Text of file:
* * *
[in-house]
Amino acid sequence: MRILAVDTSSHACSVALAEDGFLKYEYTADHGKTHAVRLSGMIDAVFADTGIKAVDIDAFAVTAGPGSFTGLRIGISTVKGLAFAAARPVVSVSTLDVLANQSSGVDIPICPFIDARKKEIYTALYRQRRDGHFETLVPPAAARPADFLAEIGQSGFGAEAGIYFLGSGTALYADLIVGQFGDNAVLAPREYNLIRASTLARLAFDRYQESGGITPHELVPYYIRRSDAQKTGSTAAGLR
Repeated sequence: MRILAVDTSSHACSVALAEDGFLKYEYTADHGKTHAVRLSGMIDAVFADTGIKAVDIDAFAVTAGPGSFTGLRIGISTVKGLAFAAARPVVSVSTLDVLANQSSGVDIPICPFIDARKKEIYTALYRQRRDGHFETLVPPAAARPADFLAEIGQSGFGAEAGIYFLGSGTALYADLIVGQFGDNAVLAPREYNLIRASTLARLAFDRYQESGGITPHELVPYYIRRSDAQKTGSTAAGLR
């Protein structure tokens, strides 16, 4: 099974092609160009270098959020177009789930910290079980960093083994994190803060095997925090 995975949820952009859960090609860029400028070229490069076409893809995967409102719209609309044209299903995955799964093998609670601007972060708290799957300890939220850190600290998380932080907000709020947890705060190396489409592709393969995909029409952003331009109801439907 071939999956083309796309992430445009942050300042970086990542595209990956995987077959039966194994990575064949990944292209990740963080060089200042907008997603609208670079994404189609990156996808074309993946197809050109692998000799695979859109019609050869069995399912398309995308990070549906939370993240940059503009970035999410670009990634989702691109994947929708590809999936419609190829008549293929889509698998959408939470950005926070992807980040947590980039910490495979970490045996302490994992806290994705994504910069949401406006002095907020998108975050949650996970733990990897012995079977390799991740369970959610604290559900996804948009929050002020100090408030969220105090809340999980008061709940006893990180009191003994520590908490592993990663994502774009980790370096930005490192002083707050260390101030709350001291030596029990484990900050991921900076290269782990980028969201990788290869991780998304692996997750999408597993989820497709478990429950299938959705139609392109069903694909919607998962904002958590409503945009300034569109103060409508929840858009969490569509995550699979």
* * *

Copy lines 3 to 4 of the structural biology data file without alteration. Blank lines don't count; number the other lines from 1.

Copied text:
Repeated sequence: MRILAVDTSSHACSVALAEDGFLKYEYTADHGKTHAVRLSGMIDAVFADTGIKAVDIDAFAVTAGPGSFTGLRIGISTVKGLAFAAARPVVSVSTLDVLANQSSGVDIPICPFIDARKKEIYTALYRQRRDGHFETLVPPAAARPADFLAEIGQSGFGAEAGIYFLGSGTALYADLIVGQFGDNAVLAPREYNLIRASTLARLAFDRYQESGGITPHELVPYYIRRSDAQKTGSTAAGLR
């Protein structure tokens, strides 16, 4: 099974092609160009270098959020177009789930910290079980960093083994994190803060095997925090 995975949820952009859960090609860029400028070229490069076409893809995967409102719209609309044209299903995955799964093998609670601007972060708290799957300890939220850190600290998380932080907000709020947890705060190396489409592709393969995909029409952003331009109801439907 071939999956083309796309992430445009942050300042970086990542595209990956995987077959039966194994990575064949990944292209990740963080060089200042907008997603609208670079994404189609990156996808074309993946197809050109692998000799695979859109019609050869069995399912398309995308990070549906939370993240940059503009970035999410670009990634989702691109994947929708590809999936419609190829008549293929889509698998959408939470950005926070992807980040947590980039910490495979970490045996302490994992806290994705994504910069949401406006002095907020998108975050949650996970733990990897012995079977390799991740369970959610604290559900996804948009929050002020100090408030969220105090809340999980008061709940006893990180009191003994520590908490592993990663994502774009980790370096930005490192002083707050260390101030709350001291030596029990484990900050991921900076290269782990980028969201990788290869991780998304692996997750999408597993989820497709478990429950299938959705139609392109069903694909919607998962904002958590409503945009300034569109103060409508929840858009969490569509995550699979």